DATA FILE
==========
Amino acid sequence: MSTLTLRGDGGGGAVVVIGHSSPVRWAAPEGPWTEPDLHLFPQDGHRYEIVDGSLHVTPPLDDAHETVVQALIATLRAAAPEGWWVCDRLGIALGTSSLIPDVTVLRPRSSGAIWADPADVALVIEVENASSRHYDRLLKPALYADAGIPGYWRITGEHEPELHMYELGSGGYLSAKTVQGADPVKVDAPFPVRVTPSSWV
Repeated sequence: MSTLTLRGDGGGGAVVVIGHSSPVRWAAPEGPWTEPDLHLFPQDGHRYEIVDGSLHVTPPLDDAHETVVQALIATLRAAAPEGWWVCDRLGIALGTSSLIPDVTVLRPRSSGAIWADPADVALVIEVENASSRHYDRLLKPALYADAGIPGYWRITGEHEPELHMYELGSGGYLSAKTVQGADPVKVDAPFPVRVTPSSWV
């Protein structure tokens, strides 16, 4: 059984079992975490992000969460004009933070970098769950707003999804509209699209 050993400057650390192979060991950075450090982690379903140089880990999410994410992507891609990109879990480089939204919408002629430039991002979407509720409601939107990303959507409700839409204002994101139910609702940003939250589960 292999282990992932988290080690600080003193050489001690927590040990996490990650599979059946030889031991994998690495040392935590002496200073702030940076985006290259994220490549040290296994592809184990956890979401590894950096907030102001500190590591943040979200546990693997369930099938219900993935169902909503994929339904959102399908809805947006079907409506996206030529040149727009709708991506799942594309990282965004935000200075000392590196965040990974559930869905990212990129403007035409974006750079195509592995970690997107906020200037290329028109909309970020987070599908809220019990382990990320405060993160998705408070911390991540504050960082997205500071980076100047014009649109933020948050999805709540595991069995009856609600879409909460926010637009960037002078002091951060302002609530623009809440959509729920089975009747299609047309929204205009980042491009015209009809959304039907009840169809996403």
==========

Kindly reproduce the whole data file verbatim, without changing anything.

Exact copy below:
Amino acid sequence: MSTLTLRGDGGGGAVVVIGHSSPVRWAAPEGPWTEPDLHLFPQDGHRYEIVDGSLHVTPPLDDAHETVVQALIATLRAAAPEGWWVCDRLGIALGTSSLIPDVTVLRPRSSGAIWADPADVALVIEVENASSRHYDRLLKPALYADAGIPGYWRITGEHEPELHMYELGSGGYLSAKTVQGADPVKVDAPFPVRVTPSSWV
Repeated sequence: MSTLTLRGDGGGGAVVVIGHSSPVRWAAPEGPWTEPDLHLFPQDGHRYEIVDGSLHVTPPLDDAHETVVQALIATLRAAAPEGWWVCDRLGIALGTSSLIPDVTVLRPRSSGAIWADPADVALVIEVENASSRHYDRLLKPALYADAGIPGYWRITGEHEPELHMYELGSGGYLSAKTVQGADPVKVDAPFPVRVTPSSWV
């Protein structure tokens, strides 16, 4: 059984079992975490992000969460004009933070970098769950707003999804509209699209 050993400057650390192979060991950075450090982690379903140089880990999410994410992507891609990109879990480089939204919408002629430039991002979407509720409601939107990303959507409700839409204002994101139910609702940003939250589960 292999282990992932988290080690600080003193050489001690927590040990996490990650599979059946030889031991994998690495040392935590002496200073702030940076985006290259994220490549040290296994592809184990956890979401590894950096907030102001500190590591943040979200546990693997369930099938219900993935169902909503994929339904959102399908809805947006079907409506996206030529040149727009709708991506799942594309990282965004935000200075000392590196965040990974559930869905990212990129403007035409974006750079195509592995970690997107906020200037290329028109909309970020987070599908809220019990382990990320405060993160998705408070911390991540504050960082997205500071980076100047014009649109933020948050999805709540595991069995009856609600879409909460926010637009960037002078002091951060302002609530623009809440959509729920089975009747299609047309929204205009980042491009015209009809959304039907009840169809996403």